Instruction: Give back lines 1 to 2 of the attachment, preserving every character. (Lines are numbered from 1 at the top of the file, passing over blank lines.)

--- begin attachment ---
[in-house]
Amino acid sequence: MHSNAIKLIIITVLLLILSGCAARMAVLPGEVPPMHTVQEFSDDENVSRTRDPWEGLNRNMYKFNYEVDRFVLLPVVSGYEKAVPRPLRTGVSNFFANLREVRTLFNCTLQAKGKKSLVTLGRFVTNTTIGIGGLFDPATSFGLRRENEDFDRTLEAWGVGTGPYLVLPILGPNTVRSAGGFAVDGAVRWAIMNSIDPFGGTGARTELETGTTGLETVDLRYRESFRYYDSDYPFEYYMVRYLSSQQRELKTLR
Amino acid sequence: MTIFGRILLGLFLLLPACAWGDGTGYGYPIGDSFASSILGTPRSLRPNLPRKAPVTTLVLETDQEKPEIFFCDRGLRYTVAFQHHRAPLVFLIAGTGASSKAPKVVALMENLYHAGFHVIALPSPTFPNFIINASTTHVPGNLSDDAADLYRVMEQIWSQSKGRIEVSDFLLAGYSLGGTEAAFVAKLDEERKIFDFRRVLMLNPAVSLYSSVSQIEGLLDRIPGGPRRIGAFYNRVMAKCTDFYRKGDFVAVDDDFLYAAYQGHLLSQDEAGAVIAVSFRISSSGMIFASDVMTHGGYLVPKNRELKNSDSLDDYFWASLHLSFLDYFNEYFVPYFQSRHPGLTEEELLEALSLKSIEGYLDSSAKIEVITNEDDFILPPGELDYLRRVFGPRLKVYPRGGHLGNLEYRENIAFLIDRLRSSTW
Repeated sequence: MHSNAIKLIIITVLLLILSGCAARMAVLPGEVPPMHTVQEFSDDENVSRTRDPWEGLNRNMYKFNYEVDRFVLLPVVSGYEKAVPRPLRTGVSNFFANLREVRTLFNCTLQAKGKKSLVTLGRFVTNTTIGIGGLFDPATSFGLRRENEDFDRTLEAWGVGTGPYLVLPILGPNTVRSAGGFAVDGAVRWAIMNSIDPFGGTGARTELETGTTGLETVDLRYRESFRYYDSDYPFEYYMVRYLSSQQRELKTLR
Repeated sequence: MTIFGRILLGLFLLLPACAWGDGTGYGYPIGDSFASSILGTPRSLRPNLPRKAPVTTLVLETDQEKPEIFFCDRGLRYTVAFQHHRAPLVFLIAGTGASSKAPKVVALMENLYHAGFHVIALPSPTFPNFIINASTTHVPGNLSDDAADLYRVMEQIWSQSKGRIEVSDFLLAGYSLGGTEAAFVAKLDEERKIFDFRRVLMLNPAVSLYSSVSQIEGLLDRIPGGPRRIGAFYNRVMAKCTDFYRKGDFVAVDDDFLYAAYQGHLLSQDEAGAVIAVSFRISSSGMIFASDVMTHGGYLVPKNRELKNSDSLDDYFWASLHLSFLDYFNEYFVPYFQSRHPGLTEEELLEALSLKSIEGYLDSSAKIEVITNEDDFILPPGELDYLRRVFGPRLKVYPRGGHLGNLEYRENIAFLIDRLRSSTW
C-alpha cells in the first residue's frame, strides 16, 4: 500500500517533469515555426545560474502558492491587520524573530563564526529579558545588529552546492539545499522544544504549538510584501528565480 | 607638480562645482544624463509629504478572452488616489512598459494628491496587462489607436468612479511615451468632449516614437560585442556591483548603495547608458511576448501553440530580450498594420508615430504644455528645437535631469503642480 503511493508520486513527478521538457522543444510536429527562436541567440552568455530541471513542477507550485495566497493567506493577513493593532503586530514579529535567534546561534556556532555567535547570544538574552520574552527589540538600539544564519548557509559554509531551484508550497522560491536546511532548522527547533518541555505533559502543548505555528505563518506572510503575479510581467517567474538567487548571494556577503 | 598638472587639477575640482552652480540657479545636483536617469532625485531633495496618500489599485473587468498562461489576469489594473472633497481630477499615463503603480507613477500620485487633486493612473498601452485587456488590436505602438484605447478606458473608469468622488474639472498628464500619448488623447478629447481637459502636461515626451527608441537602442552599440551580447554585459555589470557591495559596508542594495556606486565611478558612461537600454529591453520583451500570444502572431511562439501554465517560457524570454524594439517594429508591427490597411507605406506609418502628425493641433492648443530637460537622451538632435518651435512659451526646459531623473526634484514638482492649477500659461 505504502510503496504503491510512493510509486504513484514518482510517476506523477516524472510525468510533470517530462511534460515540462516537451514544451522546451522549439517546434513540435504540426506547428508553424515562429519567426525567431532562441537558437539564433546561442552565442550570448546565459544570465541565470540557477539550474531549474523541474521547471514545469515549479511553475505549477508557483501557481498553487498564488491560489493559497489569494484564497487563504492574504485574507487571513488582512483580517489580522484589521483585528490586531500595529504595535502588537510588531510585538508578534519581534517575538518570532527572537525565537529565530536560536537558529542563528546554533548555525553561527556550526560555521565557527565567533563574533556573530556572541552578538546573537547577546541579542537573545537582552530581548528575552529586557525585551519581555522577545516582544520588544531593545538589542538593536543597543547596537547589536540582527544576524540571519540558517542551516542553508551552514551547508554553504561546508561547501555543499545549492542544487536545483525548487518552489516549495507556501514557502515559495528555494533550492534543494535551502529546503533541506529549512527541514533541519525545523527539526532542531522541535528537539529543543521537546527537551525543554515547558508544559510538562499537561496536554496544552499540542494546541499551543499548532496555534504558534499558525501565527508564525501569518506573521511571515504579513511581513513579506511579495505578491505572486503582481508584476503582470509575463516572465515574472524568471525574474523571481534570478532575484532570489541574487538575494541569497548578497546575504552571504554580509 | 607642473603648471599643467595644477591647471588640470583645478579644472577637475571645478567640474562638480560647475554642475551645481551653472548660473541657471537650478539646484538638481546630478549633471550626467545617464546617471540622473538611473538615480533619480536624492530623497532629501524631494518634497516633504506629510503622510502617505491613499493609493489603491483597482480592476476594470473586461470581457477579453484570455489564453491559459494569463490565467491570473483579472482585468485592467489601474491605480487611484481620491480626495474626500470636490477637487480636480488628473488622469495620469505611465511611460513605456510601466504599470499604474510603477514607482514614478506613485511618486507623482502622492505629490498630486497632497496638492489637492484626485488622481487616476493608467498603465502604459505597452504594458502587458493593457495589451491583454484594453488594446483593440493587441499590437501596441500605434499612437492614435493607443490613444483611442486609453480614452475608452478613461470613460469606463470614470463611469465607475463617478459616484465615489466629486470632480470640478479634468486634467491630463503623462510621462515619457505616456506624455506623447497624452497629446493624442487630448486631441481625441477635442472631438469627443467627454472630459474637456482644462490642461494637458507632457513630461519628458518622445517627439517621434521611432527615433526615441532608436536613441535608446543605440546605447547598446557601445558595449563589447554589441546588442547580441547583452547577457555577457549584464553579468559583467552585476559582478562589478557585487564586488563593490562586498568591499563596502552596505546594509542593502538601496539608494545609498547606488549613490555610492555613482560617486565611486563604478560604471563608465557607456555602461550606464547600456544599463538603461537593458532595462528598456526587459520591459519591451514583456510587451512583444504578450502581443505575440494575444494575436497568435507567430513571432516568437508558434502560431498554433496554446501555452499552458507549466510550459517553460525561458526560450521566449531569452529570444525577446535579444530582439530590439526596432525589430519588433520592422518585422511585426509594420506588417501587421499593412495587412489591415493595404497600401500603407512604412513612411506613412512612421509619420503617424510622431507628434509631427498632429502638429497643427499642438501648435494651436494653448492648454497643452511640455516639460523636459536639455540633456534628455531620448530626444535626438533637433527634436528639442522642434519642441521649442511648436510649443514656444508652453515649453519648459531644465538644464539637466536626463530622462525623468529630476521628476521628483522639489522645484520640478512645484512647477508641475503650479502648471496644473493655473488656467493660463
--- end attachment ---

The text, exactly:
[in-house]
Amino acid sequence: MHSNAIKLIIITVLLLILSGCAARMAVLPGEVPPMHTVQEFSDDENVSRTRDPWEGLNRNMYKFNYEVDRFVLLPVVSGYEKAVPRPLRTGVSNFFANLREVRTLFNCTLQAKGKKSLVTLGRFVTNTTIGIGGLFDPATSFGLRRENEDFDRTLEAWGVGTGPYLVLPILGPNTVRSAGGFAVDGAVRWAIMNSIDPFGGTGARTELETGTTGLETVDLRYRESFRYYDSDYPFEYYMVRYLSSQQRELKTLR